Leaves are fawning on the breeze
to make an advance;
dews are forming on their back
from the dampness on the stem from the earth.
The far North straightens a face
of dignified gloom, and threatens a sleet.
Easterly wind is hijacked by the catkin
and croaks are bloated. The drum of dream tattoos
on both ends. Lotus elbows, lotus shins, sharp bamboo shoots.
Eager lips of flower-buds open to drones and hums.
Voiceless, jade-green deepens,
and the forked garden path closes in and thickens.
The vernal. Aches cherishable.
A naturalness we both fake.
High above the contour of faraway hills,
between the summer blue and the horizon
a burning distance holds.
Pavilions of clouds. Stillness. A guiding dog,
tongue stuck out, leads a drifter plowing along
the ancient road. The blades of grasses
shimmer, and devil horses raise high their saws.
The parting is not perfected, as the file of white birds
is not gilded. The whole afternoon, behind the veils
of mosquitoes, the birds have been drilling
their aerobatic flight through the strips of dead space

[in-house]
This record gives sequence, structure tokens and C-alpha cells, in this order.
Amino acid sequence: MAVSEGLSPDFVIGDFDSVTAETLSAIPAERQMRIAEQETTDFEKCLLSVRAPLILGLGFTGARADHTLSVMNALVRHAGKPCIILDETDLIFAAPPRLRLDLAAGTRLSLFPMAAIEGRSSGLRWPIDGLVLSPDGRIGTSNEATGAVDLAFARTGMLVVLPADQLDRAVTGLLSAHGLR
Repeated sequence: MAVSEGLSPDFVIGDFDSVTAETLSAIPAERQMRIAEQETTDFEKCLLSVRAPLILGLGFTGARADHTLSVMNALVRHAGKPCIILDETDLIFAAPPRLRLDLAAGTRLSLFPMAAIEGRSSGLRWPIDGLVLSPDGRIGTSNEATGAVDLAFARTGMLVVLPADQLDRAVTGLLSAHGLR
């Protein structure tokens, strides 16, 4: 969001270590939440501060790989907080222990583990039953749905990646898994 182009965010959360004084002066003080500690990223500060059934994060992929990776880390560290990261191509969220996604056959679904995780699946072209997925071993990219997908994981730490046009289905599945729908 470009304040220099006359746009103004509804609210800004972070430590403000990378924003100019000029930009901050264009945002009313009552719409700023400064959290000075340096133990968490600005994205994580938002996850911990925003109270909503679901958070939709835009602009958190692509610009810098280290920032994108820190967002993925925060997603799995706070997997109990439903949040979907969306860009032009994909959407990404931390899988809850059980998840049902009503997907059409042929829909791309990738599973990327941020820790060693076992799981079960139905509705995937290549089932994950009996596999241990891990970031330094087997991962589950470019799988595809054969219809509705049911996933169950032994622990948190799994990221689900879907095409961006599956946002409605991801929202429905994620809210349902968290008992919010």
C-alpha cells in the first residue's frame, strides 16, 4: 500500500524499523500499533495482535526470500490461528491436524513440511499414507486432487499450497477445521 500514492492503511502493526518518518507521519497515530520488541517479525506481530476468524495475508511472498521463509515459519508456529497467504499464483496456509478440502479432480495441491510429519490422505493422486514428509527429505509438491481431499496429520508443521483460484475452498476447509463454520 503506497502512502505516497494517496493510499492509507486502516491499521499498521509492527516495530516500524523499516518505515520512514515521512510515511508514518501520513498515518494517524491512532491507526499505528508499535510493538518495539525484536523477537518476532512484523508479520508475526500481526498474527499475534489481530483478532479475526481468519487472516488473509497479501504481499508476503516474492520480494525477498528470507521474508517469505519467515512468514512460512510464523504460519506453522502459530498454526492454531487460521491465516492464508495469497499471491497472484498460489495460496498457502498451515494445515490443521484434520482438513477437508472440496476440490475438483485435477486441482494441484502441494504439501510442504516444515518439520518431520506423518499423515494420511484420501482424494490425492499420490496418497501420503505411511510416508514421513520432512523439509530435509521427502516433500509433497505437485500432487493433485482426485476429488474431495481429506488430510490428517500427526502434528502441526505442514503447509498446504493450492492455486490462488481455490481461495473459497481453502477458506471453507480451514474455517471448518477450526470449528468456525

between the water, the treetop, the skyline and their reflections.
Now, darkness is wedging into the afterglow and depth of visions
will anchor onto a beach beyond my eyes’ reach.
A duet on the terrace thins to a recitative on the couch,
leaves have cleared their palms, their veins carving
a low relief on the steps. The wind, nibbling,
(that always comes a little earlier than it should)
begin to stock eggs of insects and summer warmth.
In the afterglow, sesame stalks smile, silvery, like
beacons rising on the Gobi, ancient battle cries muffled.
Wider becomes the sky and clearer the night.
All the distances are classic.
Campfires. Wolf eyes. Sparse stars.
A person under the desk light, bearing on his back
his own shadow, stretches his index finger
to draw the outline of another,
the open pages glazed with maple scarlet.
The Winter Solstice. Autumn winds blow on the other bank
of the Milky Way. Girls have all shown fat.
Diogenes’ bedclothes are cold and stiff. Tonight,
who will warm up his back, with her breasts and abdomen?
Who will add firewood and not make his eyes smart? After sunrise,
who will bring a cup of coffee to his study so that she could rub
her reddish cheeks against his rugged hands? Who will keep
his writing brushes clean and shiny, with the moist black hair
hanging down abreast on his staff, like a set of stilettos
safely sheathed? From the concave inkstone floats
the aroma of wisdom, and indistinct lines on the blotting paper
let loose a waterfall onto a screen of bamboos. There
should be twelve green frogs, twenty-four pearly breasts, and
a square seal on the bottom of a bowl: Diogenes the Great Dog.
Oct. 2004, Jan. 2005
The Chinese version was published
in Peking University Annual Poetry Anthology 2005
(Beijing: Peking University Press, 2006)